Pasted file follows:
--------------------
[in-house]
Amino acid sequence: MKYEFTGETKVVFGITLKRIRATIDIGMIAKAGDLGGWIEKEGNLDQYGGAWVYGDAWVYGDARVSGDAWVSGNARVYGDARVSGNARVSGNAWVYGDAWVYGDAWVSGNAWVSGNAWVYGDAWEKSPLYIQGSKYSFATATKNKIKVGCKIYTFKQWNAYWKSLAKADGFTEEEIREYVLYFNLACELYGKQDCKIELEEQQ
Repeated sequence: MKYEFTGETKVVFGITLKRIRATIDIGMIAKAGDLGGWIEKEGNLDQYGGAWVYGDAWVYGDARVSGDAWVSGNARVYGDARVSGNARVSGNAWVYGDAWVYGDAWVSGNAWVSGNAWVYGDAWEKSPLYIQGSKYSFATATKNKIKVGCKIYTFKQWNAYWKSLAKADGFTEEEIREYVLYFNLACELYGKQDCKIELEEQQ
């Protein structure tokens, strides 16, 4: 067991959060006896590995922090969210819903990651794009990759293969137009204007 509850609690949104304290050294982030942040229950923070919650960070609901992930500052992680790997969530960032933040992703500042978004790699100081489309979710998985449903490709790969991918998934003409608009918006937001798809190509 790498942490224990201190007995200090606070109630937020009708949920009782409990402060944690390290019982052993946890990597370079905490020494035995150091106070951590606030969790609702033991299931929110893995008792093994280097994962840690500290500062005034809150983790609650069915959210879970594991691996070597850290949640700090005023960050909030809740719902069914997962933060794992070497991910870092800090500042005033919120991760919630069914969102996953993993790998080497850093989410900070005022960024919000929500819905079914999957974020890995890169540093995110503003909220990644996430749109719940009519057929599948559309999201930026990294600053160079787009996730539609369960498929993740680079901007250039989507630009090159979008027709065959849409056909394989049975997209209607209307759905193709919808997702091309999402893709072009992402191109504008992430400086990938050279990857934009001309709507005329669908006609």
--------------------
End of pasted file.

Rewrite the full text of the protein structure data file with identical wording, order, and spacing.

[in-house]
Amino acid sequence: MKYEFTGETKVVFGITLKRIRATIDIGMIAKAGDLGGWIEKEGNLDQYGGAWVYGDAWVYGDARVSGDAWVSGNARVYGDARVSGNARVSGNAWVYGDAWVYGDAWVSGNAWVSGNAWVYGDAWEKSPLYIQGSKYSFATATKNKIKVGCKIYTFKQWNAYWKSLAKADGFTEEEIREYVLYFNLACELYGKQDCKIELEEQQ
Repeated sequence: MKYEFTGETKVVFGITLKRIRATIDIGMIAKAGDLGGWIEKEGNLDQYGGAWVYGDAWVYGDARVSGDAWVSGNARVYGDARVSGNARVSGNAWVYGDAWVYGDAWVSGNAWVSGNAWVYGDAWEKSPLYIQGSKYSFATATKNKIKVGCKIYTFKQWNAYWKSLAKADGFTEEEIREYVLYFNLACELYGKQDCKIELEEQQ
């Protein structure tokens, strides 16, 4: 067991959060006896590995922090969210819903990651794009990759293969137009204007 509850609690949104304290050294982030942040229950923070919650960070609901992930500052992680790997969530960032933040992703500042978004790699100081489309979710998985449903490709790969991918998934003409608009918006937001798809190509 790498942490224990201190007995200090606070109630937020009708949920009782409990402060944690390290019982052993946890990597370079905490020494035995150091106070951590606030969790609702033991299931929110893995008792093994280097994962840690500290500062005034809150983790609650069915959210879970594991691996070597850290949640700090005023960050909030809740719902069914997962933060794992070497991910870092800090500042005033919120991760919630069914969102996953993993790998080497850093989410900070005022960024919000929500819905079914999957974020890995890169540093995110503003909220990644996430749109719940009519057929599948559309999201930026990294600053160079787009996730539609369960498929993740680079901007250039989507630009090159979008027709065959849409056909394989049975997209209607209307759905193709919808997702091309999402893709072009992402191109504008992430400086990938050279990857934009001309709507005329669908006609």